“You keep writing them, I’ll keep publishing them.”

Barlow Bob was, by all metrics, a prolific writer on the topic of solar astronomy. My Barlow Bob CD contains at least 50 full articles along with pictures, equipment reviews, and society newsletters including his articles. Barlow Bob took great pleasure equally in his own understanding some aspect of solar astronomy and his committing that understanding to keyboard and computer screen for others. While many amateur astronomers delight in knowing something well enough to be able to talk about it with authority, precious few in the community actually take the next step and distill all they know into something others far beyond their immediate sphere can appreciate. Even those who’ve never been to NEAF likely knew of Barlow Bob through his writings. Along with his founding of the NEAF Solar Star Party, his many articles will serve as his lasting contribution to the field. We will continue to include Barlow Bob’s articles on the CNYO website and we hope that other societies will consider doing the same. Some of those articles are available on his dedicated webpage at NEAF Solar, http://www.neafsolar.com/barlowbob.html.

The Bob-o-Scope Comes To Syracuse

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Barlow Bob and “the works” at Darling Hill Observatory. Click for a larger view.

While Syracuse only managed to have one solar session hosted by Barlow Bob, that one session provided a number of lasting memories. After a few months of planning around available weekends and Barlow Bob’s own vacation schedule, we finally settled on the early afternoon of 30 July 2011 for a solar session (with a lecture by CNY’s own Bob Piekiel to follow that evening, making for one of the better amateur astronomy weekends in Syracuse) at Darling Hill Observatory, home of the Syracuse Astronomical Society.

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Very likely him at Darling Hill Observatory. Click for a larger view.

Our initial plan was for an 11 a.m. set-up and a noon to 3-ish observing session. Saturday morning started a bit earlier than I expected with a phone call at 9:30 a.m. – Barlow Bob, ever ready to be out and about on a clear day, was outside the locked front gate of Darling Hill Observatory. A frantic prep and drive out later, Barlow Bob and I set up and placed his many scopes on the observing grounds to the delight of about 30 attendees. I myself took one look through the Bob-o-Scope and began calling people, telling them “you have to come and see this.” A full day of observing in, Barlow Bob didn’t end up leaving Darling Hill until just before 5 p.m. The hour we took to leisurely pack his station wagon with all of his gear was full of shop talk, people and equipment to be made aware of, and plans on a similar event at some point in the future. That hang and the view through his Bob-o-Scope are two of my favorite memories during my tenure as SAS president.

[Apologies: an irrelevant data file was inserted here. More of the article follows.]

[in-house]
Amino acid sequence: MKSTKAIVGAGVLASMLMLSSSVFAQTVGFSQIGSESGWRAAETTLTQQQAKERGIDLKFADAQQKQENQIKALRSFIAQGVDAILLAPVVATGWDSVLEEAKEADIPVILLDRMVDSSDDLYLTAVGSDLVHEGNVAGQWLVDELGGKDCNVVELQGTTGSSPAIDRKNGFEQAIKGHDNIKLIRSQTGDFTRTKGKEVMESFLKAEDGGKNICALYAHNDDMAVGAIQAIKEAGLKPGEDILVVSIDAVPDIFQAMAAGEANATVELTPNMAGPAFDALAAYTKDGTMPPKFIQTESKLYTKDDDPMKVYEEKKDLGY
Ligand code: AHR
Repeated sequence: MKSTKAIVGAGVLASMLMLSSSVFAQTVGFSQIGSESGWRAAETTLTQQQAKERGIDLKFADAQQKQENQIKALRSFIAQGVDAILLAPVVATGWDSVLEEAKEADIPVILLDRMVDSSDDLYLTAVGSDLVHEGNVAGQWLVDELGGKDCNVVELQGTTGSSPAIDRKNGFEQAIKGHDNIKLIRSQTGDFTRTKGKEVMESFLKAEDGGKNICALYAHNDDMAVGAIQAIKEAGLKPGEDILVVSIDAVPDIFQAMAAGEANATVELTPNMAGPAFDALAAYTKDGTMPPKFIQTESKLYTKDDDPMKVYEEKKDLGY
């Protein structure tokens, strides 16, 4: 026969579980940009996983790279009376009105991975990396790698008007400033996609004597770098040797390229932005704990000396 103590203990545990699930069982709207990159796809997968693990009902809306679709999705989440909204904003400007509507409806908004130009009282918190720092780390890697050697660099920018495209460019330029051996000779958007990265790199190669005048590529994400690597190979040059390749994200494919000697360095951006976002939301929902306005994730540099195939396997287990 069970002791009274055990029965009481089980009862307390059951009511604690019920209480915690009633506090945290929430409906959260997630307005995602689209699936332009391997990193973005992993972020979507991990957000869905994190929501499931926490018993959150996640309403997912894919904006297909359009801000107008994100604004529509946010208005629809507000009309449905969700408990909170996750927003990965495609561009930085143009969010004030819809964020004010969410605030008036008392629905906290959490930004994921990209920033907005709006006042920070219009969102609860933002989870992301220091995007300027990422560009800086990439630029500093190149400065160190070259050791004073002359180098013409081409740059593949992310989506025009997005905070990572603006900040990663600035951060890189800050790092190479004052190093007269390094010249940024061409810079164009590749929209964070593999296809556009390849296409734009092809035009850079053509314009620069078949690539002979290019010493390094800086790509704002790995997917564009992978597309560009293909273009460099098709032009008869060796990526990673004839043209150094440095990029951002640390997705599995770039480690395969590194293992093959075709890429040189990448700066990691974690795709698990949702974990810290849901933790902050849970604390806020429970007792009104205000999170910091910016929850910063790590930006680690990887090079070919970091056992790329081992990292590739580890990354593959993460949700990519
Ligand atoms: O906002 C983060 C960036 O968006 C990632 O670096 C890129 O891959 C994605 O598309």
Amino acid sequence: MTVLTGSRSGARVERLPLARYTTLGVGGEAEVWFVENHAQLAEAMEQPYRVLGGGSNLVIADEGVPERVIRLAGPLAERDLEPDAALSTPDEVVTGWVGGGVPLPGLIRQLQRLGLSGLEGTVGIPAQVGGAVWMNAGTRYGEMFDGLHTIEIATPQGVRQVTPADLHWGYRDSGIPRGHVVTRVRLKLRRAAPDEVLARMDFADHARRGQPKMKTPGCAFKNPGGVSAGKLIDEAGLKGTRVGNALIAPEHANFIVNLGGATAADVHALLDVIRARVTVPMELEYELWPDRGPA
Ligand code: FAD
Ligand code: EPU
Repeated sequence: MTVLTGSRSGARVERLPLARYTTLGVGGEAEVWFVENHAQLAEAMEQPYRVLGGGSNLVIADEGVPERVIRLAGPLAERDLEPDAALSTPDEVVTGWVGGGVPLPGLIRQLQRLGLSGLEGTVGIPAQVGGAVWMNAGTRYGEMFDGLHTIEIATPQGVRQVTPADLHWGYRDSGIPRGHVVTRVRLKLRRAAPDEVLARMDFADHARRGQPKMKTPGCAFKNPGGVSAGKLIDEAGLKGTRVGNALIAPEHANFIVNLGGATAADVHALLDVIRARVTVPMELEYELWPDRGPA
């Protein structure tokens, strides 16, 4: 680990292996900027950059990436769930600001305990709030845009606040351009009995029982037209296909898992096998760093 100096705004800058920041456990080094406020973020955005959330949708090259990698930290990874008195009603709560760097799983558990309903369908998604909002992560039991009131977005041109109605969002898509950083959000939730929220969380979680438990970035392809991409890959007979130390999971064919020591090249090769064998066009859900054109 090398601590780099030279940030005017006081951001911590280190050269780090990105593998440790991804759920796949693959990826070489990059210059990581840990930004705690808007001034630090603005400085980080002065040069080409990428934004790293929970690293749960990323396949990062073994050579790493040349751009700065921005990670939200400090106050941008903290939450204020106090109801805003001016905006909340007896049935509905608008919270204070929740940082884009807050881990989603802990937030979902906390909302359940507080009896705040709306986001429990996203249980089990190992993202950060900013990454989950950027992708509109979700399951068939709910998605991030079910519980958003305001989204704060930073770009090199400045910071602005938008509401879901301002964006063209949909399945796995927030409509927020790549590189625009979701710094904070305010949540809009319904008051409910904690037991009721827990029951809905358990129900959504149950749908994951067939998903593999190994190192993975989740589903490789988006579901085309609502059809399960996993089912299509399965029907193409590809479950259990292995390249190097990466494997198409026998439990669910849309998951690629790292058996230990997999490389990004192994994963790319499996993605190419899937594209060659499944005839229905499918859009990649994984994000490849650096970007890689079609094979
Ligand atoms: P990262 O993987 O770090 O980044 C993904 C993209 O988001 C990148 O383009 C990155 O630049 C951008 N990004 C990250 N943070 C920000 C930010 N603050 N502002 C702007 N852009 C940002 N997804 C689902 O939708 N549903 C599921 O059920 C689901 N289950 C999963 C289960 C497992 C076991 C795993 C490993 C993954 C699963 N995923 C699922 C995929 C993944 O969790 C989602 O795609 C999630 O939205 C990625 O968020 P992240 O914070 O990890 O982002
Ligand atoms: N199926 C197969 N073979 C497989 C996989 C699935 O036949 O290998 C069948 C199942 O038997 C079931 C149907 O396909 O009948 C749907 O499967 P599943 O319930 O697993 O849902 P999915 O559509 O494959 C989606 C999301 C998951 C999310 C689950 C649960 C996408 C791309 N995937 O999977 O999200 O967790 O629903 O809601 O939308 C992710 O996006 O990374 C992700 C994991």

Barlow Bob and a spectroscopy mini-lecture at Darling Hill Observatory, 30 July 2011.

The Sun, being the excellent, usually accessible target that it is, is ideal for hosting impromptu observing sessions at most any location. Members of CNYO now do as a small group (and with cheaper equipment) what Barlow Bob would do single-handedly – set up and observe “with attitude.”

Not Just NEAF

Barlow Bob is known to many in the community as the founder of the NEAF Solar Star Party and as the author of articles for “Barlow Bob’s Corner.” To those of us with a bent towards public outreach, Barlow Bob is an example of someone who could take some fancy equipment and his own know-how and run a one-host show. Barlow Bob committed a great deal of his own time and talent to doing for our nearest star what those like John Dobson did for far more distant objects. Despite the many, many amateur astronomers in the world today, it’s still a field where a single person can have a strong influence simply by being a perfectly-polished primary mirror that reflects their own love of the field for others to appreciate. Amateur astronomy outreach can learn a lot from Barlow Bob’s example and CNYO will continue in his footsteps of making safe, variously-filtered solar sights available to the public as part of our observing efforts. May we all become a bit more familiar with our nearest star, following in Barlow Bob’s footsteps to observe it “with attitude.”

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“It’s like looking in a mirror!” Barlow Bob and I at Kopernik’s 2013 Astrofest.

* Announcement of his passing on Cloudy Nights: cloudynights.com/ubbthreads/showflat.php/Cat/0/Number/6581115/Main/6578514

* David Eicher’s announcement at astronomy.com: cs.astronomy.com/asy/b/daves-universe/archive/2014/06/16/solar-astronomy-guru-quot-barlow-bob-quot-dies.aspx

* A memorial webpage at forevermissed.com: http://www.forevermissed.com/robert-a-godfrey/